As my internship continues, more and more projects pile onto my plate: website updates, sales campaigns, onix & pexod problems, reading guides, tip sheets, etc., etc. Sometimes it gets stressful. The problem isn’t that I stress about how unmanageable the workload is, because in reality the workload is completely manageable. I just need to remind myself that I am limited to working 1680 hours by March 31, 2011, as per the Canada Book Fund – so if anything is left unfinished after that time, there’s no expectation for me to work more than those 1680 hours. I can only do my best, after all.
The stress actually arises from the fact that it’s just hard to keep track of so many projects on the go at once, and it’s hard to maintain progress on all of them at the same time. This problem probably afflicts most people and it will definitely afflict you, my future intern friend, so I thought that this week’s blog might be good for outlining a few tricks I’ve picked up to keep my sanity and my projects rolling along.
1. Make a list
The first thing I did when I first started feeling overwhelmed was make an enormous list of everything that needed to be done. I didn’t just imagine it in my head; I wrote it on a physical piece of paper and I’ve kept it ever since. This list included all of my responsibilities as outlined by the Canada Book Fund, including the ones that haven’t started yet (e.g. tip sheets for Spring 2011); all the various onix problems plaguing my existence that somehow need to be fixed; all the sales campaigns that need doing; all the reviews that need uploading; all the website and blog ideas I have … Everything went on the list.
Terrifying? Yes. But it also reassured me that I wouldn’t forget about any of these projects and only be reminded of their existence at the last minute. I also knew that as I finished things, I could strike them off the list and feel good about it.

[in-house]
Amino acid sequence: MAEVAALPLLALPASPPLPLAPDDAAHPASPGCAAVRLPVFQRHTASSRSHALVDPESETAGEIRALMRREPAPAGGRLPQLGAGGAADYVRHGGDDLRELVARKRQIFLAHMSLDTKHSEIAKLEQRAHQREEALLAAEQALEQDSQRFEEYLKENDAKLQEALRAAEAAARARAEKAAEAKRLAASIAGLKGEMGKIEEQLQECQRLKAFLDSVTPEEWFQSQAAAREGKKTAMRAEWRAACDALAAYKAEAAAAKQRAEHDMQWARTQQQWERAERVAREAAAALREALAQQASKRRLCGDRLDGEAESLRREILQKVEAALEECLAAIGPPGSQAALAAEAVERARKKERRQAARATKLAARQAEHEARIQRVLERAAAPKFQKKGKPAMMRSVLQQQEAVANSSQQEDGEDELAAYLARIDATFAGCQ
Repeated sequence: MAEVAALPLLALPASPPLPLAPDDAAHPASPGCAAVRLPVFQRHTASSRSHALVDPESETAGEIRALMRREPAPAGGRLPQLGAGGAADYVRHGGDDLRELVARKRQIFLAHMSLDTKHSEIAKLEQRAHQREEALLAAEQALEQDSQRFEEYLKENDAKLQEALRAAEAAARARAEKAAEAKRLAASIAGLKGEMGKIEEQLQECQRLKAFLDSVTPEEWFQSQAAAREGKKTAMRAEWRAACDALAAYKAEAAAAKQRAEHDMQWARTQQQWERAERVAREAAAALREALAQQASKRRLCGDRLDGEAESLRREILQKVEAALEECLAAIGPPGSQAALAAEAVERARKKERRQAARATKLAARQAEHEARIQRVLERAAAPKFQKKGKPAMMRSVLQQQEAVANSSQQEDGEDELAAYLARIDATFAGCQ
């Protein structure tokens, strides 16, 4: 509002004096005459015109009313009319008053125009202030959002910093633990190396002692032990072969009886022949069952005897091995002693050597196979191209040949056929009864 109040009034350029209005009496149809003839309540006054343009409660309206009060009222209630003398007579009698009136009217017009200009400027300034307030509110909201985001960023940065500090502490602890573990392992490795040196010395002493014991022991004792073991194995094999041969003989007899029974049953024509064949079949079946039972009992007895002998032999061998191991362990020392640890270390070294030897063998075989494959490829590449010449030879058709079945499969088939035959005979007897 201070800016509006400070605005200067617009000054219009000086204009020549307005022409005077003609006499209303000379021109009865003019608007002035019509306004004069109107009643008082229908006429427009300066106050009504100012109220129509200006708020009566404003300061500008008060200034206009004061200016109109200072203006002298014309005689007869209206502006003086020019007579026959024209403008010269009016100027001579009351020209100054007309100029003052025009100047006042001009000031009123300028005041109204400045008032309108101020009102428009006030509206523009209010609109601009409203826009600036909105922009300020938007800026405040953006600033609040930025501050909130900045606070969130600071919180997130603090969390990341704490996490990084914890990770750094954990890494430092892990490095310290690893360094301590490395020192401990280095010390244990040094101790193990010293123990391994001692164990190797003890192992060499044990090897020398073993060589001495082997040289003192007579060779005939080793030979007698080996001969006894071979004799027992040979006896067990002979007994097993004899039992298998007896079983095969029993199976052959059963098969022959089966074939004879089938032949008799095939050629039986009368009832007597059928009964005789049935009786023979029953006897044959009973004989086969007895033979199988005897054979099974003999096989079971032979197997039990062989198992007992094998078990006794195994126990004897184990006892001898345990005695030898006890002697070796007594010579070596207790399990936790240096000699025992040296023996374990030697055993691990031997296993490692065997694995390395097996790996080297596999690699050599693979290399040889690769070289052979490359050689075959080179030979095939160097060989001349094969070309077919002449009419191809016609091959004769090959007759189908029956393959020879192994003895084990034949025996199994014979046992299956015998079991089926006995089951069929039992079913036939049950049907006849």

Once I had my list, I went through each entry and ranked its importance. I broke down ‘importance’ into three categories: genuinely important (e.g. writing tip sheets – those gotta get done, although I might have three months before the deadline starts knocking at the door); urgent (a looming deadline or a time-sensitive project, e.g. the sales campaign about David Carpenter’s Welcome to Canada getting put on the Saskatchewan Book Award shortlist, since eventually a winner will be announced, and then the shortlist isn’t so important any more); and finally, I had a category called well, if I have the time … (e.g. fixing a pexod mistake in a backlist title – it needs to get done, but it’s not very important since the book has already been out for fifteen years).
After figuring out my priorities, I focused on the ones both important and urgent. I didn’t worry about the rest, since they could wait until after I had made some headway on my major priorities.
3. Schedule time for things.
I learned quickly, though, that I can’t spend all of my time on my major priorities. For one thing, that gets boring very quickly – ‘variety is the spice of life’, etc., etc.. For another thing, it’s easy to get so caught up in a project that even if it is, indeed, an important and urgent one, you still spend far too much time on it than necessary and your other projects – important but perhaps not as urgent – suffer for it. I find myself falling into that sinkhole with tip sheets, especially; you can fiddle with the wording forever and you know it’ll never be perfect, but it doesn’t have to be. It just needs to be good enough. (Repeat that mantra over and over …)